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Surfrider Foundation Sues Maui County Over Illegal Sewage Discharges

Surfrider Foundation, Hawaii Wildlife Fund, Sierra Club-Maui Group, and West Maui Preservation Association, represented by Earthjustice, sued the County of Maui today for federal Clean Water Act violations leading to contamination of nearshore waters from the Lahaina wastewater facility injection wells.  The Complaint aims to rectify the water quality concerns that the Surfrider Maui Chapter has been trying to address for years with the County authorities due to the intense threat to beachgoer health and safety posed by contaminated nearshore waters.

The suit is brought under the Clean Water Act's National Pollution Discharge Elimination System, 33 U.S.C. 1342, which regulates discharges to surface waters through hydrologically connected groundwater.  The Lahaina wastewater facility currently injects 3-5 million gallons per day of wastewater into the ground.  Two recent studies, by the University of Hawaii Manoa and U.S. Geological Survey, have concluded that effluent from the Lahaina wastewater plant is discharging pollutants into the ocean.

The specific impacts to nearshore waters include:

  • the increased algal growth (including “nuisance algal blooms”) that have been traced to the nitrogen loads pumped from injection wells;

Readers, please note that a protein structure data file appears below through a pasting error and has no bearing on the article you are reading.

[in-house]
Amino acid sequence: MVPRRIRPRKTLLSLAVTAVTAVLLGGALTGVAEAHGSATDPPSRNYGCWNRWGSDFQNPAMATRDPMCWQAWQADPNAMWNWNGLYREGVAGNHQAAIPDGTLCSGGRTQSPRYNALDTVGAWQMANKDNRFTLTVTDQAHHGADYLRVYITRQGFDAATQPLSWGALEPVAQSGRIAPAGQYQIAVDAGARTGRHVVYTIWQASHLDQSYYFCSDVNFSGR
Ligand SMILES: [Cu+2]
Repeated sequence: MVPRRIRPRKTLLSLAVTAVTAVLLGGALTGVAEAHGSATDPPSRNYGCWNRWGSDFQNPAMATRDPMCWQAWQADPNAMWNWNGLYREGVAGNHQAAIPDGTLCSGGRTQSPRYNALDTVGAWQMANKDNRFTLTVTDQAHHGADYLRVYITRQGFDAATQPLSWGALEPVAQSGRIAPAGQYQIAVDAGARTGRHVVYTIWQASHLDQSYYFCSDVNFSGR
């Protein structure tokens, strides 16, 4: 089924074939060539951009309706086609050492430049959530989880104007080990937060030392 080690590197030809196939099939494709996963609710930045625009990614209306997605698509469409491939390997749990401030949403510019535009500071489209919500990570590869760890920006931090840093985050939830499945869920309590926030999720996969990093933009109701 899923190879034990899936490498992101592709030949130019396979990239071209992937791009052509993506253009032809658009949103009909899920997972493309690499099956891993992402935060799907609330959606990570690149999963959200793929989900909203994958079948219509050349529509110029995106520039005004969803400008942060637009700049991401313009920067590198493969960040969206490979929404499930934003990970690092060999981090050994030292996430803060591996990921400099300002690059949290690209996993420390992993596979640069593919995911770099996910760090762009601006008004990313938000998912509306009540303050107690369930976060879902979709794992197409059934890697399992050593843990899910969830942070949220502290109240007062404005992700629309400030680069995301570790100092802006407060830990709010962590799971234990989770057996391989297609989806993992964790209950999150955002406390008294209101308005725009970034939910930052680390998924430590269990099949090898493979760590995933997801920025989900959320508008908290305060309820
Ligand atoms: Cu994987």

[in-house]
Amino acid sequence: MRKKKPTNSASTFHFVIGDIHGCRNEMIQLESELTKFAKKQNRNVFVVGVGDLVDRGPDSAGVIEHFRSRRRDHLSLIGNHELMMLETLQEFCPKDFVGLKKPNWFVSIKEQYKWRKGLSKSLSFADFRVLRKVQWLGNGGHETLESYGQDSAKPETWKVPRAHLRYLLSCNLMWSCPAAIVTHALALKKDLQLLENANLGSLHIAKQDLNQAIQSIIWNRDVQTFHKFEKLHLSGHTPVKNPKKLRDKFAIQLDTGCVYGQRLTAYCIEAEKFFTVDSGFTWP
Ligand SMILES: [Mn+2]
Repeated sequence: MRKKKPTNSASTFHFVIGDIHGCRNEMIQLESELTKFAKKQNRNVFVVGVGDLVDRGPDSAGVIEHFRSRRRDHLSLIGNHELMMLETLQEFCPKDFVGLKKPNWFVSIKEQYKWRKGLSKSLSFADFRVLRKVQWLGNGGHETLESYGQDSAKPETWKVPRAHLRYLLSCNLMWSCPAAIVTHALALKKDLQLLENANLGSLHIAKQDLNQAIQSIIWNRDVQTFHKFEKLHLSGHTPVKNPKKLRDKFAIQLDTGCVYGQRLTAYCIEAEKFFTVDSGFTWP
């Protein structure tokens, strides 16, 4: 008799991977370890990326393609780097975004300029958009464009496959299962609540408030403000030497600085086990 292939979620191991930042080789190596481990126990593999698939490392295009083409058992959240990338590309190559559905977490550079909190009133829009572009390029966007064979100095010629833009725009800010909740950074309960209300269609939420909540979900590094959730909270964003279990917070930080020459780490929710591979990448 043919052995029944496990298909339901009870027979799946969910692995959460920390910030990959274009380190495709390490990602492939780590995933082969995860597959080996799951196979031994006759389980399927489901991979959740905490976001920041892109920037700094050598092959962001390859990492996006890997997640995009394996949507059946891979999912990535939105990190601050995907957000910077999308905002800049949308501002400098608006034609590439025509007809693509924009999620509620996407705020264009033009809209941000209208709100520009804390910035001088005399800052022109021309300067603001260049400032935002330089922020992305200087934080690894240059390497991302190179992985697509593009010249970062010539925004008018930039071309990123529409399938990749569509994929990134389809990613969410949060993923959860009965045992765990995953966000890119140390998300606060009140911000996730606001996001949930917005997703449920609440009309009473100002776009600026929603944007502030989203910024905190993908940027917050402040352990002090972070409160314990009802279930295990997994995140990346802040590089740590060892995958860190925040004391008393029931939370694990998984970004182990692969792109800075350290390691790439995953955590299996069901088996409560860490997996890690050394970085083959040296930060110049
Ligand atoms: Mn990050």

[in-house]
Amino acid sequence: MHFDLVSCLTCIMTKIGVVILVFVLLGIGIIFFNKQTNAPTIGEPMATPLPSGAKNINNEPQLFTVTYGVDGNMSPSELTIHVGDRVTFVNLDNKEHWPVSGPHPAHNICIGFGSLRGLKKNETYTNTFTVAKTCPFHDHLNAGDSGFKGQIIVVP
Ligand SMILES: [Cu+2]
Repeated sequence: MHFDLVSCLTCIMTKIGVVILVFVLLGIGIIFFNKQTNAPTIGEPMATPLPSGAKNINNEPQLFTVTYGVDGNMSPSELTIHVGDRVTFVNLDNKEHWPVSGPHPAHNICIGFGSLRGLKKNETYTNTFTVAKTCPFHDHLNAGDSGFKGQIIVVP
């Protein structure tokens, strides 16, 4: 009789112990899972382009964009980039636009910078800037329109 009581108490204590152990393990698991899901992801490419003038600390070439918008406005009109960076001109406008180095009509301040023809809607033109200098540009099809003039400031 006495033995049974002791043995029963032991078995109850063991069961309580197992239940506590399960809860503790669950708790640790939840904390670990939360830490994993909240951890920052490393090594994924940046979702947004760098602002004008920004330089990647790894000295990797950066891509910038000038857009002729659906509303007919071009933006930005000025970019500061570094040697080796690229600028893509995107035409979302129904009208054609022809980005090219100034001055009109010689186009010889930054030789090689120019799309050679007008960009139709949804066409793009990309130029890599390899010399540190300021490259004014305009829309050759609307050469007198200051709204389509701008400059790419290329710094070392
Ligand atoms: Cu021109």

• the lack of disinfected water that is linked to staph infection in swimmers;
  • additional pollutants from the wastewater facility, including, phosophorus, suspended solids, bacteria, pharmaceuticals, and industrial chemicals; and
  • deterioration of nearshore ocean water quality and harm to the fragile coastal ecosystem.

“Algae growth and infectious diseases aren’t the only problems the injection wells cause,” explained Tim Lara, Chair of Surfrider Foundation-Maui Chapter. “Studies have shown that chemicals like pharmaceuticals and fire retardants also travel from the injection wells into nearshore waters, posing additional threats to the delicate ecosystem and to local residents and tourists swimming and surfing at Kahekili Beach.”

The Clean Water Act requires that waters in each state be classified to determine the type of use the water body should support, including consideration of recreation in and on the water and the marine ecosystem function.  The waters in Lahaina are very popular amongst residents and tourists, while the offshore waters of Kahekili Beach Park are part of the Hawaiian Islands Humpback Whale National Sactuary.  As the Complaint states, “[d]espite knowing for decades that the LWRF's injection wells discharge to nearshore West Maui waters and scientific evidence of the harm those discharges cause to the fragile marine ecosystem, the County has never applied for, much less obtained and complied with, an NPDES permit to control its illegal discharges.”

Plaintiff environmental groups seek a declaratory judgment ruling the County to be in violation of the Clean Water Act and elimination of ongoing illegal discharges.  The fragile marine waters, coral reefs and recreational opportunities surrounding Kahekili Beach will continue to be degraded by discharges from the Lahaina injection wells unless and until the County is compelled to comply with the Clean Water Act.